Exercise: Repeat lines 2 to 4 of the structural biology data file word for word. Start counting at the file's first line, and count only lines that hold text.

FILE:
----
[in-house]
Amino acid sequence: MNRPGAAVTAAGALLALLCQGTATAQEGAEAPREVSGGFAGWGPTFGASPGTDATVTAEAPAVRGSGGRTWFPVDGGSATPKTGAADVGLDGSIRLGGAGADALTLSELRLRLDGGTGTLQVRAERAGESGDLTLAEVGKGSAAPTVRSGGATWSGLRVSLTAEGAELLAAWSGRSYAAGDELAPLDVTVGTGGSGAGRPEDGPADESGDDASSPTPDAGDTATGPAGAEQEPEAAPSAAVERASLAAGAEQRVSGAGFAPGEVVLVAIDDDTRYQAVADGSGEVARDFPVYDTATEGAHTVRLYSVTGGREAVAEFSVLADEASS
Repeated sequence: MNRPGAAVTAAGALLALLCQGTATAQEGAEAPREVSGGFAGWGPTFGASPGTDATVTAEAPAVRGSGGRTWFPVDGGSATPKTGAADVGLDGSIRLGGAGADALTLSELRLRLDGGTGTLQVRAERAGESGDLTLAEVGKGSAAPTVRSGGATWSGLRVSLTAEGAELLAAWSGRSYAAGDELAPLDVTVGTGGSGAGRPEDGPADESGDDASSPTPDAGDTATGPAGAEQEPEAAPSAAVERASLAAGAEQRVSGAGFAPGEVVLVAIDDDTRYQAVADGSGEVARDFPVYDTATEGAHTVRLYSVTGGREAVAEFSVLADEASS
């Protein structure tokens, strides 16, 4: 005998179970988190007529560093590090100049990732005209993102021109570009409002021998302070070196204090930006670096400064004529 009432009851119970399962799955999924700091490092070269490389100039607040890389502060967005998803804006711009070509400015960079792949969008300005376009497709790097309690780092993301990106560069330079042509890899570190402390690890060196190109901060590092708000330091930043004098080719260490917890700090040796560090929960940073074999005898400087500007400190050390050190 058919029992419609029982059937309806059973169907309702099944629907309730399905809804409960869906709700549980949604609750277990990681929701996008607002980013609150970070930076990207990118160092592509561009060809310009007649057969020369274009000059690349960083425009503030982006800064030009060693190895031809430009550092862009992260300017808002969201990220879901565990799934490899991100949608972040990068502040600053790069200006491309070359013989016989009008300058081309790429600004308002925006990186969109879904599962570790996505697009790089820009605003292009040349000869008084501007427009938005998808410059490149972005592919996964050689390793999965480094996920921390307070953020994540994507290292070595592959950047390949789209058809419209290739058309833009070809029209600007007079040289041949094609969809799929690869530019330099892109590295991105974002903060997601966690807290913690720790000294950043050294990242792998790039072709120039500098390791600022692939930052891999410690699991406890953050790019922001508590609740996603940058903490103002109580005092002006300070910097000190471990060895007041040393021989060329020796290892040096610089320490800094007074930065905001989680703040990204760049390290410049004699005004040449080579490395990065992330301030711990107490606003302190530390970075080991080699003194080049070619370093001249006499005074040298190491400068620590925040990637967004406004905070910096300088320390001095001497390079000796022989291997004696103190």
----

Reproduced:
Amino acid sequence: MNRPGAAVTAAGALLALLCQGTATAQEGAEAPREVSGGFAGWGPTFGASPGTDATVTAEAPAVRGSGGRTWFPVDGGSATPKTGAADVGLDGSIRLGGAGADALTLSELRLRLDGGTGTLQVRAERAGESGDLTLAEVGKGSAAPTVRSGGATWSGLRVSLTAEGAELLAAWSGRSYAAGDELAPLDVTVGTGGSGAGRPEDGPADESGDDASSPTPDAGDTATGPAGAEQEPEAAPSAAVERASLAAGAEQRVSGAGFAPGEVVLVAIDDDTRYQAVADGSGEVARDFPVYDTATEGAHTVRLYSVTGGREAVAEFSVLADEASS
Repeated sequence: MNRPGAAVTAAGALLALLCQGTATAQEGAEAPREVSGGFAGWGPTFGASPGTDATVTAEAPAVRGSGGRTWFPVDGGSATPKTGAADVGLDGSIRLGGAGADALTLSELRLRLDGGTGTLQVRAERAGESGDLTLAEVGKGSAAPTVRSGGATWSGLRVSLTAEGAELLAAWSGRSYAAGDELAPLDVTVGTGGSGAGRPEDGPADESGDDASSPTPDAGDTATGPAGAEQEPEAAPSAAVERASLAAGAEQRVSGAGFAPGEVVLVAIDDDTRYQAVADGSGEVARDFPVYDTATEGAHTVRLYSVTGGREAVAEFSVLADEASS
């Protein structure tokens, strides 16, 4: 005998179970988190007529560093590090100049990732005209993102021109570009409002021998302070070196204090930006670096400064004529 009432009851119970399962799955999924700091490092070269490389100039607040890389502060967005998803804006711009070509400015960079792949969008300005376009497709790097309690780092993301990106560069330079042509890899570190402390690890060196190109901060590092708000330091930043004098080719260490917890700090040796560090929960940073074999005898400087500007400190050390050190 058919029992419609029982059937309806059973169907309702099944629907309730399905809804409960869906709700549980949604609750277990990681929701996008607002980013609150970070930076990207990118160092592509561009060809310009007649057969020369274009000059690349960083425009503030982006800064030009060693190895031809430009550092862009992260300017808002969201990220879901565990799934490899991100949608972040990068502040600053790069200006491309070359013989016989009008300058081309790429600004308002925006990186969109879904599962570790996505697009790089820009605003292009040349000869008084501007427009938005998808410059490149972005592919996964050689390793999965480094996920921390307070953020994540994507290292070595592959950047390949789209058809419209290739058309833009070809029209600007007079040289041949094609969809799929690869530019330099892109590295991105974002903060997601966690807290913690720790000294950043050294990242792998790039072709120039500098390791600022692939930052891999410690699991406890953050790019922001508590609740996603940058903490103002109580005092002006300070910097000190471990060895007041040393021989060329020796290892040096610089320490800094007074930065905001989680703040990204760049390290410049004699005004040449080579490395990065992330301030711990107490606003302190530390970075080991080699003194080049070619370093001249006499005074040298190491400068620590925040990637967004406004905070910096300088320390001095001497390079000796022989291997004696103190």